TC Energy of Canada sets net zero roadmap
Canadian energy infrastructure giant TC Energy released a new emissions reduction plan on October 26, setting out a roadmap it says would reduce its greenhouse gas (GHG) intensity by 30%. by 2030 and put it on track for net zero emissions from its operations by 2050.
TC Energy CEO François Poirier highlighted the many unknowns of the global energy transition and the lingering uncertainty about which low-carbon solutions will be widely adopted. But he said industry cannot do it alone – political, regulatory and technological support will be needed, especially from governments.
“Governments will need to provide direct financial support for emissions reduction initiatives, emerging low-carbon fuels and infrastructure, and other decarbonization solutions,” he said in the opening comments of the plan. “New technologies need to come to market on a competitive scale and cost. We will adapt and respond as these factors change over the life of our plan. “
TC Energy said it will target five focus areas to reduce the emissions intensity of its operations:
- Modernization of existing systems and assets;
- Decarbonization of its energy consumption;
- Investments in low carbon energy and infrastructure;
- Driving digital solutions and technologies, and;
- Take advantage of carbon offsets and credits.
TC Energy’s emission reduction targets relate to Scope 1 and Scope 2 emissions and primarily focus on reducing CO emissions2, CH4 (methane) and N2O (nitrogen oxide) emissions, all of which are generated largely (71%) by the fuel combustion associated with its pipeline assets. Electricity consumption (Scope 2) represents 11% of TC Energy’s GHG emissions profile, followed by fugitive and leakage emissions (10%) and ventilation and other emissions (8%).
Although Scope 3 emissions are not targeted in the reduction plan, TC Energy said it is tracking and reporting on four categories of Scope 3 emissions – related to fuel and energy not already included in Scopes 1 and 2, operations generated by waste, business travel and upstream leased assets – and is actively working with its suppliers and customers to understand Scope 3 emissions throughout its value chain.
As part of the “modernization” point, TC Energy says it will manage emissions by improving its leak detection and repair programs, install waste heat recovery units on compressors and pilot new technologies and innovations. equipment for capturing exhaust emissions.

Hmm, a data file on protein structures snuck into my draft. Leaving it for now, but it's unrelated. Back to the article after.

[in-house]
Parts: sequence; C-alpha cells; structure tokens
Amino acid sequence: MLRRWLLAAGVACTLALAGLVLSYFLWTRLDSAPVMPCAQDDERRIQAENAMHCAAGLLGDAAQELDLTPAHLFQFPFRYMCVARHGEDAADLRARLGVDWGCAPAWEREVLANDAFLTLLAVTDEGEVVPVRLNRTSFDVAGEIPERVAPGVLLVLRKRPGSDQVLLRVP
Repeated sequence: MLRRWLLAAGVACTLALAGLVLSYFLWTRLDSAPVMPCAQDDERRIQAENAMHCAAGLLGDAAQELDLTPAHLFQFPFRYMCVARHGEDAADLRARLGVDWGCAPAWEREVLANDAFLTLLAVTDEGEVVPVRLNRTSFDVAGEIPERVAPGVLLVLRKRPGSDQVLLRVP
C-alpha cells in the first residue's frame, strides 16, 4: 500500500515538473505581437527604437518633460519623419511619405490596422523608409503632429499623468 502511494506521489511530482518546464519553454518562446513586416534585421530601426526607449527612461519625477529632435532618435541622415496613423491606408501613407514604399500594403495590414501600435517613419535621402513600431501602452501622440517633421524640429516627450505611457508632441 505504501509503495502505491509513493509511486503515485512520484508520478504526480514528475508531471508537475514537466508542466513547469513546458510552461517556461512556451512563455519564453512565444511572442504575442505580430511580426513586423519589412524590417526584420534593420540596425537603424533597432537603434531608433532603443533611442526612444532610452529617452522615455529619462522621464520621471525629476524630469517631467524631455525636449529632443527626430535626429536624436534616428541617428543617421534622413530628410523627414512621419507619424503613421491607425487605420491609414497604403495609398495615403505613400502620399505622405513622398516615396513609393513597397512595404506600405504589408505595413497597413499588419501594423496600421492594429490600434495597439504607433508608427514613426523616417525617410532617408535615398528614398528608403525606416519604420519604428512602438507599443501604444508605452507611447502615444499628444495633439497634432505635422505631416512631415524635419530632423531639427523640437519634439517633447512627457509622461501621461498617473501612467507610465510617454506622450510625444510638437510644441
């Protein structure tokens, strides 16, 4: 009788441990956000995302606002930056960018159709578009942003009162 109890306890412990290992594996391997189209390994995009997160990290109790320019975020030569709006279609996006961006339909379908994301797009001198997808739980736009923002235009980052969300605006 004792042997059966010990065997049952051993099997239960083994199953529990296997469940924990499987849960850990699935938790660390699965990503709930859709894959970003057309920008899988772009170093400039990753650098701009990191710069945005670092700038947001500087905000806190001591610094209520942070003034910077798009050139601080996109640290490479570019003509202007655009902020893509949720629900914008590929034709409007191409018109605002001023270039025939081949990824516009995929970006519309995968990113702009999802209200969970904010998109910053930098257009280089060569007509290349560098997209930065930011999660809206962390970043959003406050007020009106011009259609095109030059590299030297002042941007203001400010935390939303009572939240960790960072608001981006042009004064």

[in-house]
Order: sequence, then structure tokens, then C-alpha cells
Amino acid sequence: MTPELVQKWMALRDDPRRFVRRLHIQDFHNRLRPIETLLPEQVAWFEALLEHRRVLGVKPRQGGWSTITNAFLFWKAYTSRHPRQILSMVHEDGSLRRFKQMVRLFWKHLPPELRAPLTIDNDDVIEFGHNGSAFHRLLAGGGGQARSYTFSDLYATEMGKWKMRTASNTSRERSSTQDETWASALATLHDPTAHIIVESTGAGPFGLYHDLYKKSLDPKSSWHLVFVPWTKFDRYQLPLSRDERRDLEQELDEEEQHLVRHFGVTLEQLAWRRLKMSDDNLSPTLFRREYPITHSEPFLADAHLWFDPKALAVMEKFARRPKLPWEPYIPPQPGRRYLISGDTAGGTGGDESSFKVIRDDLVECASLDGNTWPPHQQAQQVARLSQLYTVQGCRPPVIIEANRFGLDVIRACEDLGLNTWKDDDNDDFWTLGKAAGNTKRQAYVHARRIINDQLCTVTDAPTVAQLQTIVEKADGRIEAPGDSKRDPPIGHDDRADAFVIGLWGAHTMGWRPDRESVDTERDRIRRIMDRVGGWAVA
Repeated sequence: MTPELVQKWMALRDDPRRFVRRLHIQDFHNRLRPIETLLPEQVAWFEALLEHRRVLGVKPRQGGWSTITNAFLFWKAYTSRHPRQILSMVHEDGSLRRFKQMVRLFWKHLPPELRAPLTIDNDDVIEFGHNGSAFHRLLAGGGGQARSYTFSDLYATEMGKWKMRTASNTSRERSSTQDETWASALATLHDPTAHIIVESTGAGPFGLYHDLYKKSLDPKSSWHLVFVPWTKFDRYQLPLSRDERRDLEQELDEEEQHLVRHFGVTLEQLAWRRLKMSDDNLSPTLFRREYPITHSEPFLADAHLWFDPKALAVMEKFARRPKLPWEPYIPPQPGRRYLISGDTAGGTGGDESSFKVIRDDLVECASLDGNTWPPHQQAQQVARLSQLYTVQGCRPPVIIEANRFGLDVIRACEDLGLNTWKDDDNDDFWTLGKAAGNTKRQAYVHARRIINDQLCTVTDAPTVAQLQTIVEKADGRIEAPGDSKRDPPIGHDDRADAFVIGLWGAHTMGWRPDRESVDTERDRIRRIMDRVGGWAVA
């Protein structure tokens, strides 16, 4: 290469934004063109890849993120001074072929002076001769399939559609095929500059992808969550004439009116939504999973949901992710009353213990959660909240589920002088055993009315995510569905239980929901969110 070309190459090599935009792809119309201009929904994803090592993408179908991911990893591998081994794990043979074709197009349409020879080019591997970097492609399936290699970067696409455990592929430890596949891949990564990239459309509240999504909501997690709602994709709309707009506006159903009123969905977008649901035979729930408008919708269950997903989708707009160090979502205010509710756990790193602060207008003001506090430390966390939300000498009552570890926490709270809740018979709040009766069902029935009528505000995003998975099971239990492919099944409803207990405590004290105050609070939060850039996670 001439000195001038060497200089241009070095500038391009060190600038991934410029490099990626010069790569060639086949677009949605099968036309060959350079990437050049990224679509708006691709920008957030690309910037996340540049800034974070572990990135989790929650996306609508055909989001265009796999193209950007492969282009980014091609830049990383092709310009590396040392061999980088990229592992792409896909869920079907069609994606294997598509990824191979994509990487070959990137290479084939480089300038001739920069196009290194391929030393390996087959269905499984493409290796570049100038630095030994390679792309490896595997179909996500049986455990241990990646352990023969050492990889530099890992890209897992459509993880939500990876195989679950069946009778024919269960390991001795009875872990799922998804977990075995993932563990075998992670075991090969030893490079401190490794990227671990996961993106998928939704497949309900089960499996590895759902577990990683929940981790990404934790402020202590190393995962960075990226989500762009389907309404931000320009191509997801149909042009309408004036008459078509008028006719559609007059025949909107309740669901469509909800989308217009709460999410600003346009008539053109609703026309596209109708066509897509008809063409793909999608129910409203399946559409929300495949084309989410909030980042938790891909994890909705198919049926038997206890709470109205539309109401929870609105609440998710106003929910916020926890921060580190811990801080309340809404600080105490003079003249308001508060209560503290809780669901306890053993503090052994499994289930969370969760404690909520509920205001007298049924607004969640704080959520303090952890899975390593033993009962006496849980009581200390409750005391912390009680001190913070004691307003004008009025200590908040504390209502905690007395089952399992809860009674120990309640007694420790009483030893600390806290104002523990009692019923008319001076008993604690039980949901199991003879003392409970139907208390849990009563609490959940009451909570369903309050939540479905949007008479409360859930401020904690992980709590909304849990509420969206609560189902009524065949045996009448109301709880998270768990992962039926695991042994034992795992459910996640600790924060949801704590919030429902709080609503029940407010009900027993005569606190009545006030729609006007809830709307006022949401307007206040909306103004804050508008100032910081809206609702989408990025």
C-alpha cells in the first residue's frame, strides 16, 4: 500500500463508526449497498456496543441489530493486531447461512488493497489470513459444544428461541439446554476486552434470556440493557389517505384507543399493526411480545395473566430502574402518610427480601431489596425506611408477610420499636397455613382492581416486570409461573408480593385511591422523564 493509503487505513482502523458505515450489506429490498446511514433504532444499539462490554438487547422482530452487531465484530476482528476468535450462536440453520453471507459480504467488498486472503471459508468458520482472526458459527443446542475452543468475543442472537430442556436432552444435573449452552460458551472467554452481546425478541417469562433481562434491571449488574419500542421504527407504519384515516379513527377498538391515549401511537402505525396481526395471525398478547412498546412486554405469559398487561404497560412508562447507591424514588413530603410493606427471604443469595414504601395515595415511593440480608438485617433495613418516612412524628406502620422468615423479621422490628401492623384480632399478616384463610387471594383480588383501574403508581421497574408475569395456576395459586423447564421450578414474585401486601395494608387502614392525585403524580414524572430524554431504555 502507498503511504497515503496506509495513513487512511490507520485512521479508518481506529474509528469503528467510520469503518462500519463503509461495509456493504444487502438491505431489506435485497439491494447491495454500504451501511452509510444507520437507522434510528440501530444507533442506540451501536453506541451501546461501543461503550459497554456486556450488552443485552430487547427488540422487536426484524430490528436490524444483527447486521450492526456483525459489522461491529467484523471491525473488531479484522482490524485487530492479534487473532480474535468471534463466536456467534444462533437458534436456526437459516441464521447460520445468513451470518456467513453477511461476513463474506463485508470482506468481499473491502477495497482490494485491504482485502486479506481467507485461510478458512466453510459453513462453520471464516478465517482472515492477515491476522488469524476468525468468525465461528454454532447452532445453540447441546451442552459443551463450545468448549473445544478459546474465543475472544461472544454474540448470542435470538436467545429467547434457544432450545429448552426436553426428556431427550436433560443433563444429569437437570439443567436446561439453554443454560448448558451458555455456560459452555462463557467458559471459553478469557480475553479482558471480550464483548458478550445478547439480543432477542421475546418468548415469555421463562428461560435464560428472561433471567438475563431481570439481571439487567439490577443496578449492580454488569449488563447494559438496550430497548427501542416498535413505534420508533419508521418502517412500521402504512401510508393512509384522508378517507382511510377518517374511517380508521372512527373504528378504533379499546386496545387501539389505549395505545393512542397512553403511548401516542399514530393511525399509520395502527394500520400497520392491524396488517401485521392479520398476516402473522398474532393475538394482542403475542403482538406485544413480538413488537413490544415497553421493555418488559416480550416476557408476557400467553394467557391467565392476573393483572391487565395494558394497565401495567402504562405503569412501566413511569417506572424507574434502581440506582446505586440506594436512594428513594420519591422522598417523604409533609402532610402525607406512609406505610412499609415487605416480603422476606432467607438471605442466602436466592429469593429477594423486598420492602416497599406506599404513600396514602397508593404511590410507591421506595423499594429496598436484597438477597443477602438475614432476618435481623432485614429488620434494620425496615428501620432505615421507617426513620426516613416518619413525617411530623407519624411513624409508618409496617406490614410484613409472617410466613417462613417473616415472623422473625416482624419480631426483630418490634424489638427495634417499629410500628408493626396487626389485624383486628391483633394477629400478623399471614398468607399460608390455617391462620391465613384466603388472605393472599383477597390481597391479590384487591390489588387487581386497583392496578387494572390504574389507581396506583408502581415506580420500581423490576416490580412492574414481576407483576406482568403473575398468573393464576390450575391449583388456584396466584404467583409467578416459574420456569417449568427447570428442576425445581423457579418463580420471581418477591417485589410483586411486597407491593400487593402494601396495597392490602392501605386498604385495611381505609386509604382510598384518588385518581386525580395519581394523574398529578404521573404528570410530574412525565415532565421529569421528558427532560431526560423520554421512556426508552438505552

It is actively working on a plan to modernize its Columbia gas transmission system in the United States, where $ 2.5 billion has been invested in improving the system since 2013. Since then, cumulative avoided emissions have reached 258,000 tonnes of CO.2e (mtCO2e), and on the basis of the work carried out, the annual emissions avoided should be on average 57,000 mtCO2e.
To decarbonize its energy use, TC Energy, like many in the Canadian oil and gas industry, is turning to renewables to power as many of its systems as possible.
“Our liquid systems use a fleet of electric pumps and we are making plans to provide renewable energy for this fleet,” the roadmap reads. “There is little or no change in the equipment or infrastructure required to switch to renewable energy, and the pipeline right-of-way crosses many geographic areas well suited to wind or solar power. “
Once all of its liquid pipeline assets in the United States and Canada are powered by renewable energy, the roadmap says, GHG reductions could reach 2 million tonnes per year.
The primary contributor to TC Energy’s GHG emissions, however, are compressors in its gas pipelines, many of which run on natural gas. These compressors are gradually being replaced by electric drive units, with 10% of the compressor fleet in Canada and 5% of the fleet in the United States now powered by electricity – but it doesn’t stop there.
“To further reduce the emission intensity of our gas pipeline operations, we are exploring the possibilities of supplying our electric compressors with renewable sources,” says the roadmap. “The experience we gain in sourcing renewable energy for our liquids pipelines will allow us to implement a similar approach for our natural gas pipeline operations in the United States and Canada. ”
Finally, TC Energy said it will continue to invest in low-carbon energy and infrastructure, building on its recent plans for an Alberta carbon grid that capitalizes on expanding opportunities. of Carbon Capture, Use and Storage (CCUS) and its plans to develop hydrogen. production assets in Atlantic Canada with Irving Oil.